You could have loads of fun with this and perhaps make a tired profundity about the interpretations of sacred text. Yet it strikes me that some on the progressive left approach holy books with the same selectivity but from a different angle. Sitting up with the Quran or the King James, quotemining, annotating and contextualising in a desperate search for a liberal narrative that isn’t actually there. And this in a time when there is so much enlightenment and beauty in the written word as a whole: in novels, plays, books on history and philosophy, films and art. In a place flowing with food and wine they tease nutrients from stones.

Paragraph of the year

October 11, 2009

The other week David Hockney coined the term ‘professional anti-smoker’. He was describing ASH media face Deborah Arnott, but I think the definition can be extended.

Professional anti-smokers can be found way outside the smoking debate. They are active in local government, in private industry, in academia, in the emergency services and the arts. They can be found across the political spectrum and in all walks of life. In any organisation, they tend to rise instantly to a minor supervisory role, and stay there until they retire. They don’t have much going on in their lives, and are happiest when dominating a long, boring meeting, or writing an indignant letter to the local paper. They dedicate vast amounts of energy and time to trivial causes that they inflate to life-and-death importance. (Smoking, of course, is what everyone’s worried about in 2009.) They are not creative or destructive, they don’t leave legacies, they aren’t well remembered but they do, in some indefinable way, stain the life of everyone they come into contact with. They are the people that Sartre called ‘smug little bastards’. You have met them.

Which brings me to Duncan Bannatyne’s piece on CiF. Money quote:

In my view smokers who currently stand outside a pub or restaurant having a fag should have to stand at least several yards away from the front door, to save the 79% of us who don’t smoke from breathing in their smoke when we go in or out. We should curtail the rights of the 21% and increase their responsibilities towards the 79%. In other words, we should stop them killing us and our children.

Emphasis is, of course, mine.


The Lives Of Others

October 10, 2009

nokiaReading this excellent CiF article on contemporary Iranian art, I notice that much of the posted examples involve plays on the Nokia Siemens Networks communications company’s logos and marketing strategies in the classic No Logo era ‘subvertisement’ style.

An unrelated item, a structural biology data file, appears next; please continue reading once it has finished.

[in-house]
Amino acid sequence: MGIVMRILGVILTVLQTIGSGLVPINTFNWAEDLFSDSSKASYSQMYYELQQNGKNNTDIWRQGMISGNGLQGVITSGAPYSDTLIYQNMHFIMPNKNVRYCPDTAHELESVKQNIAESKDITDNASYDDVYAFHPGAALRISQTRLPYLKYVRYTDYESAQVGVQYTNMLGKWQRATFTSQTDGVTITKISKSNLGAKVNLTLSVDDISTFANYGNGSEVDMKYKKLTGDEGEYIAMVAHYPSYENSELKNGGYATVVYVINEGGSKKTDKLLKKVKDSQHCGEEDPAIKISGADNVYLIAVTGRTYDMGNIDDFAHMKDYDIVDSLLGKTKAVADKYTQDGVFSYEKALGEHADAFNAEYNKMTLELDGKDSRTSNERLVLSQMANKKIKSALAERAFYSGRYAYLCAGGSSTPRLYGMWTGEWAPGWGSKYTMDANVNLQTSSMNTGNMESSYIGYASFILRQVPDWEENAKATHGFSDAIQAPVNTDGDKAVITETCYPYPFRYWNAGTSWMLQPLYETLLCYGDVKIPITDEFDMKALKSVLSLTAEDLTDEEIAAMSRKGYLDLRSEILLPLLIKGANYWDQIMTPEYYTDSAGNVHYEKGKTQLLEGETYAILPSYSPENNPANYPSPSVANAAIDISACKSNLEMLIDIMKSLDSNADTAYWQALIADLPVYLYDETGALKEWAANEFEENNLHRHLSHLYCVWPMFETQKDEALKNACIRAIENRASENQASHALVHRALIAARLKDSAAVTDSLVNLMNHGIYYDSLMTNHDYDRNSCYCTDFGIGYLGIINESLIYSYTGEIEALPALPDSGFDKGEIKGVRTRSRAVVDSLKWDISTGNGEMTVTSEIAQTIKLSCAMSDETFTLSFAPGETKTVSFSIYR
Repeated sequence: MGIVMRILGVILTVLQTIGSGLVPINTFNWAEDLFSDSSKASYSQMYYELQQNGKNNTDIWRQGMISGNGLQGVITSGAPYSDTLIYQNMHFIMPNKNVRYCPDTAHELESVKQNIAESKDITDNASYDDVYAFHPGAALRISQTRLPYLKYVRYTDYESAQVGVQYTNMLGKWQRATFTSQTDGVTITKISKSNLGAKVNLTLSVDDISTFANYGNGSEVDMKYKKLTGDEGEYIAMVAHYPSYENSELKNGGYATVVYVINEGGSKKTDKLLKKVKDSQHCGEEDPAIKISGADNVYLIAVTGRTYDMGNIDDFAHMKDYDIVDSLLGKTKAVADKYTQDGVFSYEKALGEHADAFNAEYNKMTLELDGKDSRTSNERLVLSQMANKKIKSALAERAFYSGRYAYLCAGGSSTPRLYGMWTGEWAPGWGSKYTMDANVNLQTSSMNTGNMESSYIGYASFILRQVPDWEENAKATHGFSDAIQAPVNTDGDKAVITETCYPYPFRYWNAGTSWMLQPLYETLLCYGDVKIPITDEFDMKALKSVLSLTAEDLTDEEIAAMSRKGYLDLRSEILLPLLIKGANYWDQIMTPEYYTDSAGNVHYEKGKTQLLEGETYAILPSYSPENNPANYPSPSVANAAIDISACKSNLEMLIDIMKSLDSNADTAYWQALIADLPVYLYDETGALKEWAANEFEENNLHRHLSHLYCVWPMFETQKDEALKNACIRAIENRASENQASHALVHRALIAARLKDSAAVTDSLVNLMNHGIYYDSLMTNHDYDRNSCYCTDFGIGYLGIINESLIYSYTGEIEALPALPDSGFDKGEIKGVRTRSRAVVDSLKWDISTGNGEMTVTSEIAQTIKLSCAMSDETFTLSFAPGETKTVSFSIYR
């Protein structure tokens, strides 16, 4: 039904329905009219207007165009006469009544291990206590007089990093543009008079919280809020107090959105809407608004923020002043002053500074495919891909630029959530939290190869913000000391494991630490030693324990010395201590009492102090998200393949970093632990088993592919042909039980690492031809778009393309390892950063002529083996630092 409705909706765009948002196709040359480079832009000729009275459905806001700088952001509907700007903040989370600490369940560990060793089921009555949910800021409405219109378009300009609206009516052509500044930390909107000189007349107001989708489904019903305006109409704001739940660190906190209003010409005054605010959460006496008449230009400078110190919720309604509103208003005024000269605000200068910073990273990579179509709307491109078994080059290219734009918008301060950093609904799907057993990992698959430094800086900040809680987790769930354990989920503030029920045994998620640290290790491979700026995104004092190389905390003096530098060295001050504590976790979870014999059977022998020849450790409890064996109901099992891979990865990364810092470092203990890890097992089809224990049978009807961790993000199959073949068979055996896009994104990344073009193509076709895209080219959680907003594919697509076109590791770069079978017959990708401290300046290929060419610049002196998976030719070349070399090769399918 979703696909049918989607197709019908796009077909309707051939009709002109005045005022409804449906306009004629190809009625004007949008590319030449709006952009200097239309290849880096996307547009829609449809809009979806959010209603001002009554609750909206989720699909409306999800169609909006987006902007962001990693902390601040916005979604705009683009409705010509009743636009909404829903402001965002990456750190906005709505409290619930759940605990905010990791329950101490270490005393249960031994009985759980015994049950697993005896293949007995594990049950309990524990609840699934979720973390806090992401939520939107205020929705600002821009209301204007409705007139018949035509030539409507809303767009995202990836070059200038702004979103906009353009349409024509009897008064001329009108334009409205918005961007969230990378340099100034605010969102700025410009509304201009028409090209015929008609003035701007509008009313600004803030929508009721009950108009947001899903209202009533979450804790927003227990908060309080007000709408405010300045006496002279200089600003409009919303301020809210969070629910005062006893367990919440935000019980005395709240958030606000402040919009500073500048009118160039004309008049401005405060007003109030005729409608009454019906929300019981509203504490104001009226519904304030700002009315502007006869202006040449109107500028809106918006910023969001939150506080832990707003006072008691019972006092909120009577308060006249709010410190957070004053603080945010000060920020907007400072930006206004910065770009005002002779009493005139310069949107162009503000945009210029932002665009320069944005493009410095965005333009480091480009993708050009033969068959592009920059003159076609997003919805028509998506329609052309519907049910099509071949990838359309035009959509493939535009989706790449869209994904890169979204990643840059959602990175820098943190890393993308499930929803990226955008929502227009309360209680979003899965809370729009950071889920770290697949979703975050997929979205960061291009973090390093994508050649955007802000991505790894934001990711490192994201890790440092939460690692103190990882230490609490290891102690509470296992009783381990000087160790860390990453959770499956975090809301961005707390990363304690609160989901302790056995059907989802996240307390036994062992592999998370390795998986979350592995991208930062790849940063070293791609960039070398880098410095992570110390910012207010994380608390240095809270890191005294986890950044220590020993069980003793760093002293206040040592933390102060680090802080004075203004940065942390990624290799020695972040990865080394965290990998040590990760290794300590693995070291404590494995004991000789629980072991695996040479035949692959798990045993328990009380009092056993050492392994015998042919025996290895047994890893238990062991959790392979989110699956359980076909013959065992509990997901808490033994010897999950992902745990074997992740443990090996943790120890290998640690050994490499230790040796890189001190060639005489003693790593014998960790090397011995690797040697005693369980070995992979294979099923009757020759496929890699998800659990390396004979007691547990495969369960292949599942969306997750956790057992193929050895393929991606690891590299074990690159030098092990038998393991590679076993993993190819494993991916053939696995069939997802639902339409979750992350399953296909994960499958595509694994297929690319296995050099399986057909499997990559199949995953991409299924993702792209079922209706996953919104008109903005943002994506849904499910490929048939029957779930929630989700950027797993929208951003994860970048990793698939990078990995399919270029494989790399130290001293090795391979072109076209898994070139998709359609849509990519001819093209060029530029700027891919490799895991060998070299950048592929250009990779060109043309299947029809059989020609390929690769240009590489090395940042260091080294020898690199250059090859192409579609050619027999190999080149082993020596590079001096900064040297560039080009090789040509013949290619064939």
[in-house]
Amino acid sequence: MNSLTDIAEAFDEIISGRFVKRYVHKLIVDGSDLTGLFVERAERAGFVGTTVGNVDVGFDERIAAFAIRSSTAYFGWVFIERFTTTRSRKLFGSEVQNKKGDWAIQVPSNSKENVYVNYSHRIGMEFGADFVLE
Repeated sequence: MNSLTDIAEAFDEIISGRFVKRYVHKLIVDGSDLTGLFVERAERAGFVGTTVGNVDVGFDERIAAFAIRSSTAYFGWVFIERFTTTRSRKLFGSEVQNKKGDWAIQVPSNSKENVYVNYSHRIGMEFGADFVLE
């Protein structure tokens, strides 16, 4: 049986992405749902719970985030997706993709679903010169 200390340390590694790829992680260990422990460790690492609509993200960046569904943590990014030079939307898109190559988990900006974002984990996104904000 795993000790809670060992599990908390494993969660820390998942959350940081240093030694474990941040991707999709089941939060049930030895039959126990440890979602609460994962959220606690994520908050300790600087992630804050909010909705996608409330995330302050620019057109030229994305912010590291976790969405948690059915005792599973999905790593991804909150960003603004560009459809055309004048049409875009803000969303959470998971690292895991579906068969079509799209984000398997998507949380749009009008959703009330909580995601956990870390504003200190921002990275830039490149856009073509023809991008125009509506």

Here’s why. Nokia Siemens recently opened a network in Iran. Naturally, the regime has been using this to track and target dissidents. Released prisoners claim that they’ve been incarcerated on the basis of phone and text archive. Protestors also say that the deal could have been done without this monitoring function. 

This is an Iranian reporter who has just been released from prison:

I always had this impression that monitoring calls is just a rumour for threatening us from continuing our job properly, but the nightmare became real when they had my phone calls – conversations in my case.

And the most unbelievable thing for me is that Nokia sold this system to our government. It would be a reasonable excuse for Nokia if they had sold the monitoring technology to a democratic country for controlling child abuse or other uses, but selling it to the Iranian government with a very clear background of human rights violence and suppression of dissent, it’s just inexcusable for me. I’d like to tell Nokia that I’m tortured because they had sold this damn technology to our government.

Nokia Siemens is just one victim of an encouraging grassroots boycott. Iranians are boycotting various businesses connected to the regime, from state banks to products advertised on Press TV. As for Nokia itself, a Tehran mobile phone seller told the Guardian that: ‘there is half the demand for Nokia’s product these days in comparison with just one month ago, and it’s really unprecedented. People feel ashamed of having Nokia cellphones’.

I’m wondering if the same people so keen about boycotting goods made in democratic countries will invest the same amount of time and energy into campaigning for the boycott of a corporation that sells surveillance technologies to a theocratic dictatorship.